Tech – for Everyone

Tech Tips and Tricks & Advice – written in plain English.

Yellow exclamation mark question

I have received variations of the following question several times from readers lately:

Q: How can I make the yellow exclamation mark (in my Taskbar) go away?
A: Actually, it is not a yellow exclamation mark (those appear in Device Manager) but a yellow triangle containing an exclamation point. It looks sort of like a “Yield” sign on the highway. When you see this icon in the Notification Area (the part of your Taskbar by the clock) it is Vista’s way of telling you that your virtual memory is getting low. (For more on virtual memory, and how it works, click here.)

‘Running low on virtual memory’ warnings are not a catastrophe, and needn’t cause undue alarm. What they do indicate however, is that you have an awful lot of processes running.. and this (usually) means that quite a few applications have sneaked into your Startup folder; and, that you have all of Vista’s bells-and-whistles turned on.

The place to start is taking a look at what programs and Services are set to load when Windows starts, and to “block” the ones you don’t really need to have running all the time (removing a program’s shortcut from your Startup folder does not remove the program). My article on this for Vista machines is here:, and for XP (and older) machines, here:
[Note: this tip is advisable even if you aren’t getting the yellow icon. Doing this will decrease your boot time, and generally make for a faster machine, as you won’t be wasting resources that can be used for other things.]

To take a quick look at what (and how many) Processes are running on your machine, open Task Manager and look at the Processes tab. (Naturally, I wrote an article on this topic also:

The best way to resolve virtual memory problems is to add more RAM to your machine. Period. I have mentioned before that Vista runs best with two Gigabytes of RAM, and will happily use more.

If adding RAM is not feasible, and stopping unnecessary processes fails to make the ‘low virtual memory’ icon go away, you can try manually telling Vista to allot more disk space to Virtual Memory. I must caution you that Microsoft advises against this in Vista.. and I agree. In my opinion, Vista is very good at managing virtual memory and it is better to just live with the yellow triangle than to use this old technique.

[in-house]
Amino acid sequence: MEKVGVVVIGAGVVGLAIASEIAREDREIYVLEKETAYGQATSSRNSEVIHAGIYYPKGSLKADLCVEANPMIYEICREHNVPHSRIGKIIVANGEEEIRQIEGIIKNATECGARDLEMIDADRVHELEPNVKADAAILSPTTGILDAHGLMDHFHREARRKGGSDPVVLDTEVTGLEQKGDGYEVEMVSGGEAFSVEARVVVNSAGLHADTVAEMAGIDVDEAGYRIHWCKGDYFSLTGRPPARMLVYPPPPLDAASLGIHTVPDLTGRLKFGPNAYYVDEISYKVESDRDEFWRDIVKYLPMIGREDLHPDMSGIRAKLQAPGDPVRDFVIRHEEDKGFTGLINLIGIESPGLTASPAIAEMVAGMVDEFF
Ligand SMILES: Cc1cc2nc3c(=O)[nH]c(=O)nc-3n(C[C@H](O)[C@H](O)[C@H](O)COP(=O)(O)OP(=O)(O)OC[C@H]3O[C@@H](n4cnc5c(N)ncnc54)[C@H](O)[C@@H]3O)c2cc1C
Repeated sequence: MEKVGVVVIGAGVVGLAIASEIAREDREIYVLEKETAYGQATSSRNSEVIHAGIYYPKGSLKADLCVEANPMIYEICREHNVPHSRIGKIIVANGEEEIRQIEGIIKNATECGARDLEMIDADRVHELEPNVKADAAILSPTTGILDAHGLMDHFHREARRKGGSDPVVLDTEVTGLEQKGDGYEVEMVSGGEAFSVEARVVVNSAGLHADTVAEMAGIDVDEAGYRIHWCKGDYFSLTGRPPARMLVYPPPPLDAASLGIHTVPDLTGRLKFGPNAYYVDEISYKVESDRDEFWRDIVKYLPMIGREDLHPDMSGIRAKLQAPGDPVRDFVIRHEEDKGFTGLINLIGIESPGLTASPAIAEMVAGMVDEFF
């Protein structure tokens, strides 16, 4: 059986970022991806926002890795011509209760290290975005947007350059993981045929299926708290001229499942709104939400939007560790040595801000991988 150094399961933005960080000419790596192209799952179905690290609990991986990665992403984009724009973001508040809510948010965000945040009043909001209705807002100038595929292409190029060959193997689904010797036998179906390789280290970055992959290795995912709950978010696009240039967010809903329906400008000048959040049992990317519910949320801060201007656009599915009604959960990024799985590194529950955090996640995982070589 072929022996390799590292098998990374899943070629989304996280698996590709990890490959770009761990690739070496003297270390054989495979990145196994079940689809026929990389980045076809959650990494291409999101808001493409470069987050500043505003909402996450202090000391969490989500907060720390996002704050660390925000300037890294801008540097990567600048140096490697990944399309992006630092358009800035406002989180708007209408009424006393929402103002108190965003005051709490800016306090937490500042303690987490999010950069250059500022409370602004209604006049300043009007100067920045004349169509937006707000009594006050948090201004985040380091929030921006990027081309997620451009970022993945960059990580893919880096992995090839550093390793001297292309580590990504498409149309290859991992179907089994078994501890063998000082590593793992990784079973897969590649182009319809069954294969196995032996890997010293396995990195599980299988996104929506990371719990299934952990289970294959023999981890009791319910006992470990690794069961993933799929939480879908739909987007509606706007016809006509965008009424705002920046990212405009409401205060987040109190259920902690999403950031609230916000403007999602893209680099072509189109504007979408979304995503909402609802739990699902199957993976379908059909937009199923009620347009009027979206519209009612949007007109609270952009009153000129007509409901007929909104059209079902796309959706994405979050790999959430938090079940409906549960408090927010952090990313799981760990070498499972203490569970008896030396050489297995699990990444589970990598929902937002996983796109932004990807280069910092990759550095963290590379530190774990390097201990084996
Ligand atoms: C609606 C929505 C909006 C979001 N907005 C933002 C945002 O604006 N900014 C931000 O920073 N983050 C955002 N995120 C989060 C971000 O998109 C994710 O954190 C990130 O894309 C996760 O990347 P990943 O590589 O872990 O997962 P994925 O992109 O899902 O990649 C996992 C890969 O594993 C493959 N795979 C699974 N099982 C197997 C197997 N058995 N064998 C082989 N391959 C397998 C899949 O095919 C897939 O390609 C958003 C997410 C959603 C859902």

However, I do understand a little bit about Human Nature, and so I advise you to write down the current setting (and remember System Restore) in case you try this and then decide later I was right.

To manually set the Page File (aka “swap file”, aka “virtual” memory) size, open your System Properties (Control Panel, click on “System and Maintenance”, and then “System”). Click on “Advanced system settings”.
On the “Advanced” tab, click the top button, “Performance”, and click the “Settings” button.

Now select the “Advanced” tab again. The lower part of this window deals with Virtual Memory. Here is where you can enter a number that corresponds to how big a space you want to allocate. Click on the “Change” button.
Please understand, because of how an operating system uses page files, setting this number really has a limited effect: making it HUGE will not improve your machine’s performance HUGELY; you will in fact have just ‘whistled in the wind’.. But, making it a little bit bigger might make the yellow triangle go away.
**The Rule of Thumb for setting your (Max) size is to make it 1.5 times larger than your physical RAM: so if your machine has 1GB of RAM, you would enter “1536”MBs (1024 x 1.5).

Click on the “Change” button.
To make changes, you must uncheck the “Automatically manage..” checkbox at the top, and then select the “Custom size:” radio button. Now the areas that were ‘greyed out’ will become edit-able.
Vista is nice and helpful in that it offers a recommendation, and I suggest that you use the number you find there. Here is where manually entering the numbers does affect the efficiency of your swap file: enter the same number in both the Min (“Initial”) and the Max. Then click “Set”, and then “OK”.

That’s it, you’re done. (I really hope you used this as a “last resort”, though. This geek technique is really a holdover from the Windows 9x days.)

Copyright 2007-8 © Tech Paul. All rights reserved.

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March 1, 2008 Posted by | computers, how to, PC, System Tray, Task Manager, Taskbar, tech, Vista, Windows | , , , , , , , | 6 Comments